Released in 1987, Maurice was Merchant Ivory’s second turn adapting EM Forster’s work for the silver screen. Despite the success achieved by their previous Forster adaptation, A Room with a View, Maurice released to relatively little fanfare and made a loss at the box office, getting a single Oscar nomination for costume design compared to A Room with a View’s eight. Whilst Maurice’s recognition has increased a little in recent years, (especially in conversation surrounding queer cinema) the film still flies largely under the radar in popular culture. A large discredit to its quality, in my opinion. Not only is the film a genuinely moving, romantic drama, but the historical context of the both the film’s release and the book it was based on make it a significant marker in the history of queer romance and joy in media.
Set between 1909 and 1913, the film follows Maurice (James Wilby) through his struggles in accepting his sexuality and finding love in the restrictive, repressed society of Edwardian England. In his first year at Cambridge, he meets and falls in love with Clive Durham (Hugh Grant) and the two develop a happy partnership for several years. However, Clive, frightened by the arrest and prosecution of old schoolmate Risley for homosexuality, decides to leave Maurice behind (though the two remain friends) and get married to a woman, living a conformist, heterosexual life. This sends Maurice into a spiral of questioning and doubt until he falls in love for a second time with Alec Scudder (Rupert Graves). and the two decide to defy society and run off together into a happy, fairytale ending.
The film stays incredibly faithful to the novel bar a few changes regarding the addition of Risley’s prosecution, and so the historical context of the book is important in the film’s significance. Maurice was written in 1913 but, due to homosexuality being illegal at the time, remained unpublished until 1971. Novels at the time that did reference or allude to themes of queerness or LGBTQ+ identities, such as The Picture of Dorian Gray by Oscar Wilde, had to do it all in subtext, making both the book and film versions of Maurice unique insights into the experiences of gay men in Britain during the Edwardian period.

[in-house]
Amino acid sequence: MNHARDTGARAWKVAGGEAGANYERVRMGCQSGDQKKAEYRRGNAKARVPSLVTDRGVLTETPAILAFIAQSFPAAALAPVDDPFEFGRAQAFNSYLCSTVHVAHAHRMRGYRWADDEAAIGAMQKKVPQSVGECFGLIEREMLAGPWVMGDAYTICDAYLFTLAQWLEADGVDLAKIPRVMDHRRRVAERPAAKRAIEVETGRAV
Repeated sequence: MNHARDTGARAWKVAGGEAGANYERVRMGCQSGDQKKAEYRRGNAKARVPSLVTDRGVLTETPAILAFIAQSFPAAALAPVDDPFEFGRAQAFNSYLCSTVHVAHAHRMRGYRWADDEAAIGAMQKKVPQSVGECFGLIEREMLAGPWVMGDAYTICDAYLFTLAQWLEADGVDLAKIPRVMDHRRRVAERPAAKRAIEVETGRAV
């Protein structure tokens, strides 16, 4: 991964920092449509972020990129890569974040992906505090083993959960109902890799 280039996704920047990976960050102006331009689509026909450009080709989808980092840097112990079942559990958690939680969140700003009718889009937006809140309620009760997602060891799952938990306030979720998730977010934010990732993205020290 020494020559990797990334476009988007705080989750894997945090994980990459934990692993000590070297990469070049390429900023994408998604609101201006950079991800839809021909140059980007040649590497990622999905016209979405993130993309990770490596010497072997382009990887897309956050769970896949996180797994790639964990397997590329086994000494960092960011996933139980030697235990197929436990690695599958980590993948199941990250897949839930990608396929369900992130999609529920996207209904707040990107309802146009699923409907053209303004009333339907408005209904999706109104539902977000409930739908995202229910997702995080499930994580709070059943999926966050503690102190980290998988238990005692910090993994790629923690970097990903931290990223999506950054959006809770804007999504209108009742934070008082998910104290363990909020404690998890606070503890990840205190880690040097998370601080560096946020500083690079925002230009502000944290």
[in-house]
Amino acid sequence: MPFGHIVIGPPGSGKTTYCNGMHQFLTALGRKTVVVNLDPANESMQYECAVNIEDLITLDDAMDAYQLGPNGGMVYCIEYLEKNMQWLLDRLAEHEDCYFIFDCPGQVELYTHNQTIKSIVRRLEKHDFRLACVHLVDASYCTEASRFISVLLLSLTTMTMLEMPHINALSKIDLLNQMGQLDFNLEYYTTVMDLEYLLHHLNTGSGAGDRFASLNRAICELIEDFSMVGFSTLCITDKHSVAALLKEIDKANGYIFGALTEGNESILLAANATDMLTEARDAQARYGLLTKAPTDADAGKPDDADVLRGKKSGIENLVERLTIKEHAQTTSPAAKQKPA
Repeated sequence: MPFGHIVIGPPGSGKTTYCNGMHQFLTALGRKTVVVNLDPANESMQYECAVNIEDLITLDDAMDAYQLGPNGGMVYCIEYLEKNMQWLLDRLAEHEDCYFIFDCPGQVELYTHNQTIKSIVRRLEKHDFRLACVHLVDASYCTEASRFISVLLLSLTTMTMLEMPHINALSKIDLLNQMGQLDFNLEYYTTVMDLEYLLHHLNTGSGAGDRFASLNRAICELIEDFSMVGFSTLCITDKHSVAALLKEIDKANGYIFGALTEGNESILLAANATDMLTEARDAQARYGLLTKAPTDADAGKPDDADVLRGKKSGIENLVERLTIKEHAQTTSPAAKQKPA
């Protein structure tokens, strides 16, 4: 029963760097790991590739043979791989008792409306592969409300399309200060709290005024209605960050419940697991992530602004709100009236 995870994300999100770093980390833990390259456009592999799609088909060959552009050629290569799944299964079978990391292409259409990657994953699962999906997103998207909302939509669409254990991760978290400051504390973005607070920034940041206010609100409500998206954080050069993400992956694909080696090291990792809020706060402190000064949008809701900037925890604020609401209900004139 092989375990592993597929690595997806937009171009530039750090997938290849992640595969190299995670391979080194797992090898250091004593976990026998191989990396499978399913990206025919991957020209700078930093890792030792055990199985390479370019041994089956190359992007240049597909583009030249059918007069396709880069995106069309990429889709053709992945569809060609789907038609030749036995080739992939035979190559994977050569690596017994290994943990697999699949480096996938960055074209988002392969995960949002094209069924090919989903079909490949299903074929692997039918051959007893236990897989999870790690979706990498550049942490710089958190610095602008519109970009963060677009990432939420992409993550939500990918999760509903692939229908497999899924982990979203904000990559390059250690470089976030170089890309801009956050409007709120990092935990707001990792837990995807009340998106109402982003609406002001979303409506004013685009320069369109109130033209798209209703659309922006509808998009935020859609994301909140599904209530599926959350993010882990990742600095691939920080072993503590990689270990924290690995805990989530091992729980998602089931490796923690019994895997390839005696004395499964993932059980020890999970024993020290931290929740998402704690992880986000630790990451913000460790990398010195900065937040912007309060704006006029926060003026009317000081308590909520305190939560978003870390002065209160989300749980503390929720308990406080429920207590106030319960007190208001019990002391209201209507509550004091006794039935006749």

The film’s greatest quality, however, is its ability to walk the fine line between realism and fantasy. The first half of the film is almost crushingly realistic in the pressures and anxieties Maurice and Clive must sort through just to exist together. The word homosexual is used perhaps three times at most throughout the entire film, with the characters often preferring allusions or idioms such as the phrase “an unspeakable of the Oscar Wilde sort”, showing how they lack the language to adequately communicate their identities with others.
Every aspect of this society is actively against their mere existence. However, the second half of the film, after the appearance of Alec Scudder, takes a turn into a more romantic fantasy. Alec and Maurice defy all expectations and claim their happy ending despite the discrimination facing them. Forster himself felt this ending was unrealistic for 1913, but was insistent upon its defiant happiness, stating that “A happy ending was imperative. I shouldn’t have bothered to write otherwise. I was determined that in fiction anyway two men should fall in love and remain in it for the ever and ever that fiction allows.”
In 1987, though LGBTQ+ representation in media had somewhat improved, queer cinema was still firmly in the underground scene, and rarely broke into mainstream popularity. What films existed (at least in the UK) were often either somewhat homophobic or solely focused on tragedy and struggle. In addition to this, the AIDS crisis witnessed a huge increase of homophobia in the mass news. In the UK, this peaked in 1987 and would lead to the passing of Section 28 the year after, which banned the promotion of homosexual relationships in schools and by local governments.
Maurice’s release in 1987, with its sweeping romance, fairytale ending, and celebration of queer joy and hope rather than tragedy, was a complete novelty and outlier for British culture at the time. It told a romantic fantasy that had, up until that point, been largely restricted to heterosexual romance.
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Illustration: Verity Laycock